In fact, Protect Young Minds recently helped to sponsor a symposium on this topic in Washington, D.C. put on by the National Center on Sexual Exploitation. Several speakers, including myself, connected the dots between children watching pornography and then imitating the sexual behavior they see on other more vulnerable kids.
As states begin to document these cases, the numbers skyrocket. For example, Missouri was shocked by its own data after they passed a bill requiring the state to assess all complaints of children with harmful sexual behaviors. Experts believed the first year would bring in about 600 cases, but in fact more than 2,000 cases were reported in the first five months!
In Alabama, WVTM News reported that a local child advocacy center also had record high numbers of child-on-child sex abuse cases. A spokesperson stated,
We had (cases) that the child has said, ‘I learned that from the internet,’ and we’ve had children that are basically describing an addiction to child pornography and then they try it out … We had a case recently where the victim is only 3 years old and the [sexually aggressive child] is only 10 or 11 years old …
Professionals are concerned about kids
Protect Young Minds spoke to a forensic interviewer who works for a different children’s advocacy center. She confirmed the same trend: a significant rise in the number of children being referred to them for problem sexual behaviors.
Most of these kids have been exposed to pornography, and have also been compulsively watching it — seeking it out when told not to, taking big steps to hide it, and even strategically planning ways to get access to parents’ phones. One child who exhibited these behaviors was only 6 years old.
The forensic interviewer told us that her office is seeing a “tidal wave” of kids who are acting out sexually after viewing pornography. Employees of the advocacy center are “stressed out” and terrified of the ramifications of this new trend.
According to the U.S. Department of Justice, juveniles are the offenders in 40 percent of child sexual abuse cases involving victims under the age of 6. Because so many cases go unreported, that number is likely much higher.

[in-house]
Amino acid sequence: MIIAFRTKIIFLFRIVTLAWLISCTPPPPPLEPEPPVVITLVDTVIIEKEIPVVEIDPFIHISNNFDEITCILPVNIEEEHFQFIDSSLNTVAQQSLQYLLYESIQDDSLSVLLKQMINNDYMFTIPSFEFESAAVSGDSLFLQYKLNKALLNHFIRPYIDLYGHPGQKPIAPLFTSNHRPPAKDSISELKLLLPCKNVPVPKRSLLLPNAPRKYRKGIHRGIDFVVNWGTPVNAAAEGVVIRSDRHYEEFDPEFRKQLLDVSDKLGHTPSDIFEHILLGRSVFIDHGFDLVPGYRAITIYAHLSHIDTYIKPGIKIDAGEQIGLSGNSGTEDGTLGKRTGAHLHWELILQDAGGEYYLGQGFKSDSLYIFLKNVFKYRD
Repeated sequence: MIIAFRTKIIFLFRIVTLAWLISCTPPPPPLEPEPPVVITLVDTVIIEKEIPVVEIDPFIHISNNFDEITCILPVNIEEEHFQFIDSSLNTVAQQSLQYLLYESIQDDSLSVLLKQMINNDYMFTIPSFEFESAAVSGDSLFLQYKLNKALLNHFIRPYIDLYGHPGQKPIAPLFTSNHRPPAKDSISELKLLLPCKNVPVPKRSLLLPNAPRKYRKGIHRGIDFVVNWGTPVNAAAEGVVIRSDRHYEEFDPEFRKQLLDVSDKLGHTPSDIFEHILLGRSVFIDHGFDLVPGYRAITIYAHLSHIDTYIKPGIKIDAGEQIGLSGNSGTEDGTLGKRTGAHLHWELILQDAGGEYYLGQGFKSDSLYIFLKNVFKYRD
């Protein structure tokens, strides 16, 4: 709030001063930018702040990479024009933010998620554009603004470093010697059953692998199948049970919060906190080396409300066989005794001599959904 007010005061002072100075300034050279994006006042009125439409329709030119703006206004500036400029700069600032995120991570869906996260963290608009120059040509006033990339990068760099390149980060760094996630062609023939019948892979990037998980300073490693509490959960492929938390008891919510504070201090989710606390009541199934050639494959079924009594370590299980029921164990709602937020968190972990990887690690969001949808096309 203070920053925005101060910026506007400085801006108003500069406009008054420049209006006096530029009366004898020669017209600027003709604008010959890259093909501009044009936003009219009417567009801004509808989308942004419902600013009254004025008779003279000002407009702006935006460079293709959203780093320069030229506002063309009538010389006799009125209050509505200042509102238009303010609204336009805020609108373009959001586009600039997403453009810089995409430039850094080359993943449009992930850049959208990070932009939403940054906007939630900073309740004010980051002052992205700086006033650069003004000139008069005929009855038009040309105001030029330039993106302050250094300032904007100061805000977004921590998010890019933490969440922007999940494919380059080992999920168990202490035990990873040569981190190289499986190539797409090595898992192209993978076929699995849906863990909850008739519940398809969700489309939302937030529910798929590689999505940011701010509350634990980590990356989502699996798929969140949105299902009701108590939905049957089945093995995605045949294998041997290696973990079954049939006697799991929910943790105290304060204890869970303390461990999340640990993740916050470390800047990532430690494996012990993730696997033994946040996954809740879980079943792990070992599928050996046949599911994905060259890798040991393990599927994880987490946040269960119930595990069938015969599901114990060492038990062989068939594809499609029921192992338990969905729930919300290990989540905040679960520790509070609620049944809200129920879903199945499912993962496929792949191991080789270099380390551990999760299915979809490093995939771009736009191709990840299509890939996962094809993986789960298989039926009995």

How to respond and help children
What to do if your child has been sexually victimized:
- If you suspect any child had been abused, call the National Sexual Assault Hotline at 800.656.HOPE (4673) or chat online at online.rainn.org.
- Contact your local Child Advocacy Center. This allows for a forensic interview with the child that will be conducted by trained specialists in an age-appropriate manner.
- If you suspect that your child was the victim of penile penetration, please consider taking the child immediately to a hospital emergency room that staffs SANE (sexual assault nurse examiner) nurses to do an exam. This will be your best option for collecting evidence, but it needs to be done quickly.
- Help your child heal from trauma. Get professional help if needed.
What to do if your child hurts another child with harmful sexual behavior:
This is the best advice from the National Center on the Sexual Behavior of Youth:
- Try to stay calm, although there is no “right” or “wrong” initial response.
- Reassure your child that you care for them.
- Remind yourself that you are not alone.
- Find social and professional support.
More excellent advice can be found on their website, including a Safety Plan.
The way children are treated or prosecuted varies from state to state. We join with the NCSBY in advocating for treatment of children who exhibit harmful sexual behavior, not just punishment.
Most importantly, help prevent such traumatic experiences by preparing and protecting kids from sexual abuse and also being clear about appropriate behavior toward other children. We CAN make a difference in the lives of kids today!
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Use our 5 role-play situations to practice what kids can do, think, and say to protect themselves in red flag situations.